How to tell if your black tank is almost full

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For those that are new to RVing…

Factory-installed tank sensors are wholly inaccurate. Previous polls on this site also substantiate this information. Deposits of paper and “other” things get stuck on the sensors. A perfectly empty tank can still read full as a result. Some folks have tried other methods such as dishwashing soap, ice, hot water, and other methods that may work with mixed results.

There is another way to know your tank is full (or close to it) besides using sensors or sound. “Sound” is also a good indicator, but in addition to that method, the closer to full, the more it smells (even if you use chemicals). You’ll want to dump for sure when you can’t take the smell any longer.

“Splash back” is another indicator. Air will get trapped and when you flush, it bubbles back before it goes down.

If the three methods (sensor, sound, smell) fail to warn you of impending doom, you’ll probably get to see a brown liquid coming out at the base of the stool at the floor flange. From there, it will ooze on the floor or into the basement. At that point, you certainly can’t miss it.

There are external sensors that tend to do better than the internal sensors. You can purchase them after-market and use the wires directly from the internally mounted sensors.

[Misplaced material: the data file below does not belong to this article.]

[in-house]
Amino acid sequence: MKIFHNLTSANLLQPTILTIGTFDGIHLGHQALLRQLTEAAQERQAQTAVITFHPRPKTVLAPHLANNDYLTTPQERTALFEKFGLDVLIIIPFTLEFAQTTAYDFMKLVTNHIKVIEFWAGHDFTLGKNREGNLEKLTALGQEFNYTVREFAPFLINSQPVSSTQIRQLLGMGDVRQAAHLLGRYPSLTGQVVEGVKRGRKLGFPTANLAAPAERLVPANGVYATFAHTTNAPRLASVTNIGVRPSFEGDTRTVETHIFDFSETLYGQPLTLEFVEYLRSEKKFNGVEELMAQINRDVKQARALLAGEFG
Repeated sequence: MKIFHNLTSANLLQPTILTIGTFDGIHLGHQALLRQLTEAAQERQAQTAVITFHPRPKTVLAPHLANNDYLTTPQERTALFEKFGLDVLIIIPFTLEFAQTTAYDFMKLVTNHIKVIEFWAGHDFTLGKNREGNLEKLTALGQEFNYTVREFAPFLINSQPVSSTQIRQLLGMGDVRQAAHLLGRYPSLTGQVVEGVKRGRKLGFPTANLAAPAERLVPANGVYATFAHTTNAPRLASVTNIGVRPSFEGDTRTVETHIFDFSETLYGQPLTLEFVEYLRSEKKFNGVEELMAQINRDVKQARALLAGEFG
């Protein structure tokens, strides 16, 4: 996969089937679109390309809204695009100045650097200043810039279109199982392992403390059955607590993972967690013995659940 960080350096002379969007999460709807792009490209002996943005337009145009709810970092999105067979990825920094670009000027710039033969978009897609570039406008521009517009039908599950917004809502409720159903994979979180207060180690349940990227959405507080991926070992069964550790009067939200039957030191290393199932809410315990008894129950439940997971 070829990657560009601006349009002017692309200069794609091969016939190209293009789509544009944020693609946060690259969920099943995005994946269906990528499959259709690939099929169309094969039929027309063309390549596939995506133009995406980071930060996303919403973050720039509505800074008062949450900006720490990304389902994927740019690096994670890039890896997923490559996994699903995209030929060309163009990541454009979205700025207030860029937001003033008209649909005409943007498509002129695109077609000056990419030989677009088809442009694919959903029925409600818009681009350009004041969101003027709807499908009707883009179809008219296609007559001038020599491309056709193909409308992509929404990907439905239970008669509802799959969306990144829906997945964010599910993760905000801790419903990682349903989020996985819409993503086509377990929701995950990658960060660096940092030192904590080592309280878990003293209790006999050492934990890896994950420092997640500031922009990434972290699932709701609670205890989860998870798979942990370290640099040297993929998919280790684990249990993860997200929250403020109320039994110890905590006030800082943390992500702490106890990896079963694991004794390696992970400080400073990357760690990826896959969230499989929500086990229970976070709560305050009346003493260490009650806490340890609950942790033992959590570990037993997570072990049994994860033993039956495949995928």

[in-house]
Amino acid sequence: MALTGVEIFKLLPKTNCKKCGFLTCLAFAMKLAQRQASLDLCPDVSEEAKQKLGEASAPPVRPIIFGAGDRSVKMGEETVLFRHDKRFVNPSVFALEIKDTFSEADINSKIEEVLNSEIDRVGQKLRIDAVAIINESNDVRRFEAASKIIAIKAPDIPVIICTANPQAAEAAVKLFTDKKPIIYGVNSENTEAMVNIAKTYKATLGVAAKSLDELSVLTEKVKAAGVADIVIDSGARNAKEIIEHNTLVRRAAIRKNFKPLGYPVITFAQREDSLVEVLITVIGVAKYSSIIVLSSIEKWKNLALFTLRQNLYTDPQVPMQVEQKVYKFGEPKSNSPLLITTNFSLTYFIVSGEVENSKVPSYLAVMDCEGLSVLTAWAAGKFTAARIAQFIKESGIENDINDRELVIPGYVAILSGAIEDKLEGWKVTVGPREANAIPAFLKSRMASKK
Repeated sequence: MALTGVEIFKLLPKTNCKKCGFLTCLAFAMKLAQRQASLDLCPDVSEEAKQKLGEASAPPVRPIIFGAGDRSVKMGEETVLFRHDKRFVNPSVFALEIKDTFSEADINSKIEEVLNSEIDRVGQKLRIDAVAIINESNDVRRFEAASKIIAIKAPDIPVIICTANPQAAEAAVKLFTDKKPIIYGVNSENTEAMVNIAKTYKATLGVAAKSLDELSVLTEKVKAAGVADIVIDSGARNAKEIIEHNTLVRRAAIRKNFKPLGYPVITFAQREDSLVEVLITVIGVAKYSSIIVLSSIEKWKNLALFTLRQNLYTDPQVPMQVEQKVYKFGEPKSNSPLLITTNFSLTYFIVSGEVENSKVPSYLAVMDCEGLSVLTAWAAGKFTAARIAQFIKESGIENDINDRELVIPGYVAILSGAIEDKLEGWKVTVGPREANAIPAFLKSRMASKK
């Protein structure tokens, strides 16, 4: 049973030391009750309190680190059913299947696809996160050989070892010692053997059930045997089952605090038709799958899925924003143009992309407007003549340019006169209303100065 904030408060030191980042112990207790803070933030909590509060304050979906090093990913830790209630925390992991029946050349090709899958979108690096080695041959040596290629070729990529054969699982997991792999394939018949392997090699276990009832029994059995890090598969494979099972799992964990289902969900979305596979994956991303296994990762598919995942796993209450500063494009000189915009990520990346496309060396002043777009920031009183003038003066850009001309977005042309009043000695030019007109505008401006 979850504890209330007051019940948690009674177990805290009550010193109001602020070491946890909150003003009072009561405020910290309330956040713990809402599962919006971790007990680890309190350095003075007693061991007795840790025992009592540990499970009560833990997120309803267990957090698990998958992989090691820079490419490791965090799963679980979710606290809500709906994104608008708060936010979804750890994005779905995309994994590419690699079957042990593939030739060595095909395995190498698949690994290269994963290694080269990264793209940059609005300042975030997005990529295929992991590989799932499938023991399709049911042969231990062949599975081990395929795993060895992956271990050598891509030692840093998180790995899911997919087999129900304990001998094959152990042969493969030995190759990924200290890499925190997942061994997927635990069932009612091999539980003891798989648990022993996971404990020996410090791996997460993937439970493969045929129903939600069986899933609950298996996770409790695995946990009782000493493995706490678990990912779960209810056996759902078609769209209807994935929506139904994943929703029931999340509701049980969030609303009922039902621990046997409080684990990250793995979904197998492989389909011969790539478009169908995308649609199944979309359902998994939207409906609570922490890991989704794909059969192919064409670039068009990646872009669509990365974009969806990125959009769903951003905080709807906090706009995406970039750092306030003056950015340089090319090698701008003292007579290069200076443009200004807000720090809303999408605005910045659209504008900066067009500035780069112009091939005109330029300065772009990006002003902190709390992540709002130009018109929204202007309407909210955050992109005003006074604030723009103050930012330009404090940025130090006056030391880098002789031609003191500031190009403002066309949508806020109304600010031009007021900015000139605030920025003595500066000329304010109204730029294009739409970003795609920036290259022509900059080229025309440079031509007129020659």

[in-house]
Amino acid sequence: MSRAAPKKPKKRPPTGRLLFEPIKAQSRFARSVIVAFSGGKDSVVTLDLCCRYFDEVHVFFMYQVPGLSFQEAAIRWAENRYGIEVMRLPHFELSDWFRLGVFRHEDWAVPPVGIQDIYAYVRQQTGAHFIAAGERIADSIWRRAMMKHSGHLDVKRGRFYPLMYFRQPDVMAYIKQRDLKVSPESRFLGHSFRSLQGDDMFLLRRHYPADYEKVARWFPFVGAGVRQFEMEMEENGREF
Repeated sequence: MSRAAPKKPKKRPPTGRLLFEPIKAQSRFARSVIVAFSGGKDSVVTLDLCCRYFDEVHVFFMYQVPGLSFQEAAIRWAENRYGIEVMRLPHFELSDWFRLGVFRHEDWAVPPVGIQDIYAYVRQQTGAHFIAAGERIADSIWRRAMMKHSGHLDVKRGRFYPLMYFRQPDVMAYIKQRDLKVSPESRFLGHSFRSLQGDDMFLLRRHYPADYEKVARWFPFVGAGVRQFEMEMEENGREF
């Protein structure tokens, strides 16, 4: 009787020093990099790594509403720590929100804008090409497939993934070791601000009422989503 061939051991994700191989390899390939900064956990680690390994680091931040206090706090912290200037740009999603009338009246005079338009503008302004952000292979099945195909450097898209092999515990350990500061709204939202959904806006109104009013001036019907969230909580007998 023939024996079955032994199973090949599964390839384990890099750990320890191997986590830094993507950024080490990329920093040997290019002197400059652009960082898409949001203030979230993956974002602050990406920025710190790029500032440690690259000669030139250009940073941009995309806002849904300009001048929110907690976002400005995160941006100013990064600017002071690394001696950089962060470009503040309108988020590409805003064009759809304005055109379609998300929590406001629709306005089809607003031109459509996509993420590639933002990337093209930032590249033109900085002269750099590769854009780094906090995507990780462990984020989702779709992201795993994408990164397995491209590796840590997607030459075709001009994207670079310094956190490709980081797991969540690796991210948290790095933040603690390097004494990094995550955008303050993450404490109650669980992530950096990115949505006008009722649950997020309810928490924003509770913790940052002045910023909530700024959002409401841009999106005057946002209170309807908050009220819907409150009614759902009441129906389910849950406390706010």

We are full-timers. Our black tank is 52 gallons. Without being conservative, we can average about two weeks for two people – sometimes three weeks if we are a little more conservative before we require dumping. Maybe this will help you gauge when a dump may be pending (no pun intended).🙂

Thanks for the tip, TravelingMan!

Have a tip for us and fellow RVers? Submit it here.

##RVDT1272

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Vincent Ruta

folks can do the in out – a simple water meter on your inlet tells you how many gallons of water you took on – simple math if you used 50 gallons of water – it had to go somewhere – so if both your grey tanks are at half – that leaves 10 that has to be in you black tank…

The water meter can sit between your external pressure regulator and the rv water inlet.

Honestly – i try and keep a constant mental note of how much in fluids I am going through.

Ron Graves

Turn the water off and hold the flush open and look down the hole with a flashlight you can see what the level is.

DARRYL

If brown water is leaking out between the toilet base and floor. That is a indication that a new floor flange seal is needed, or the mounting bolts are loose That should be a water tight connection

rvgrandma

I only buy an RV that I can look directly into the black water tank – then I can see exactly how much is in it since sensors never work. I made the mistake one time when we bought a 5th wheel whose tank I could not see into – never again. I usually start checking when the gasses escape to inside or water bounces back up when flushing. I can also tell by the sound when I flush how full it is getting.

Tim